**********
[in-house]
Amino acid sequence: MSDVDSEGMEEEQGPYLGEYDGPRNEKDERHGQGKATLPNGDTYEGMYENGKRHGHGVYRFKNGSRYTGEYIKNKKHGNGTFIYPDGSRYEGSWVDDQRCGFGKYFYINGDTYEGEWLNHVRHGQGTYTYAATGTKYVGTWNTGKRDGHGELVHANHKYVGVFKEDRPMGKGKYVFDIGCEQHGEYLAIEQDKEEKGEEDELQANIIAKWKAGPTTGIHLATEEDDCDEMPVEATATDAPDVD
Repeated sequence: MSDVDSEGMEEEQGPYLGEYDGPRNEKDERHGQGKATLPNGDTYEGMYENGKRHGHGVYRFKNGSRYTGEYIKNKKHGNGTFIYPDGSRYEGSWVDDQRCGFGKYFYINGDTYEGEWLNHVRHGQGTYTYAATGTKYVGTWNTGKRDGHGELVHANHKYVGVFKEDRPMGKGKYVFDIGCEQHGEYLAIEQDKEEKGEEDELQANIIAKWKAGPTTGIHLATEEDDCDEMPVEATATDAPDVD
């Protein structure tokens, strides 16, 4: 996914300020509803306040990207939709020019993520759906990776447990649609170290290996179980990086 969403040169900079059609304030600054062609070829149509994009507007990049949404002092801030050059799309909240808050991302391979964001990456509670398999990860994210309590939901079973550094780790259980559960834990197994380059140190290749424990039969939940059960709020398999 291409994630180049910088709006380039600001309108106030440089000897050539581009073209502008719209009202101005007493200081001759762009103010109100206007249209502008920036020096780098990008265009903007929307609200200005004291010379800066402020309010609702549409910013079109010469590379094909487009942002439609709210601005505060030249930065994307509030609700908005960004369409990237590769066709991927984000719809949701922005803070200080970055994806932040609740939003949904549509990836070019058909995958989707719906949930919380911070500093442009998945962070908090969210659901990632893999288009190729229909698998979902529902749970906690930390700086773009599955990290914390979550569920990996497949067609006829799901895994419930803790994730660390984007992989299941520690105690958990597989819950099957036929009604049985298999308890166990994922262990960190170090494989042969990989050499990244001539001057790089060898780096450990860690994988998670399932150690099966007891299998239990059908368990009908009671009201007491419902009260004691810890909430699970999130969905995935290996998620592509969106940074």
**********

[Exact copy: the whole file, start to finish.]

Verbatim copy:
[in-house]
Amino acid sequence: MSDVDSEGMEEEQGPYLGEYDGPRNEKDERHGQGKATLPNGDTYEGMYENGKRHGHGVYRFKNGSRYTGEYIKNKKHGNGTFIYPDGSRYEGSWVDDQRCGFGKYFYINGDTYEGEWLNHVRHGQGTYTYAATGTKYVGTWNTGKRDGHGELVHANHKYVGVFKEDRPMGKGKYVFDIGCEQHGEYLAIEQDKEEKGEEDELQANIIAKWKAGPTTGIHLATEEDDCDEMPVEATATDAPDVD
Repeated sequence: MSDVDSEGMEEEQGPYLGEYDGPRNEKDERHGQGKATLPNGDTYEGMYENGKRHGHGVYRFKNGSRYTGEYIKNKKHGNGTFIYPDGSRYEGSWVDDQRCGFGKYFYINGDTYEGEWLNHVRHGQGTYTYAATGTKYVGTWNTGKRDGHGELVHANHKYVGVFKEDRPMGKGKYVFDIGCEQHGEYLAIEQDKEEKGEEDELQANIIAKWKAGPTTGIHLATEEDDCDEMPVEATATDAPDVD
């Protein structure tokens, strides 16, 4: 996914300020509803306040990207939709020019993520759906990776447990649609170290290996179980990086 969403040169900079059609304030600054062609070829149509994009507007990049949404002092801030050059799309909240808050991302391979964001990456509670398999990860994210309590939901079973550094780790259980559960834990197994380059140190290749424990039969939940059960709020398999 291409994630180049910088709006380039600001309108106030440089000897050539581009073209502008719209009202101005007493200081001759762009103010109100206007249209502008920036020096780098990008265009903007929307609200200005004291010379800066402020309010609702549409910013079109010469590379094909487009942002439609709210601005505060030249930065994307509030609700908005960004369409990237590769066709991927984000719809949701922005803070200080970055994806932040609740939003949904549509990836070019058909995958989707719906949930919380911070500093442009998945962070908090969210659901990632893999288009190729229909698998979902529902749970906690930390700086773009599955990290914390979550569920990996497949067609006829799901895994419930803790994730660390984007992989299941520690105690958990597989819950099957036929009604049985298999308890166990994922262990960190170090494989042969990989050499990244001539001057790089060898780096450990860690994988998670399932150690099966007891299998239990059908368990009908009671009201007491419902009260004691810890909430699970999130969905995935290996998620592509969106940074």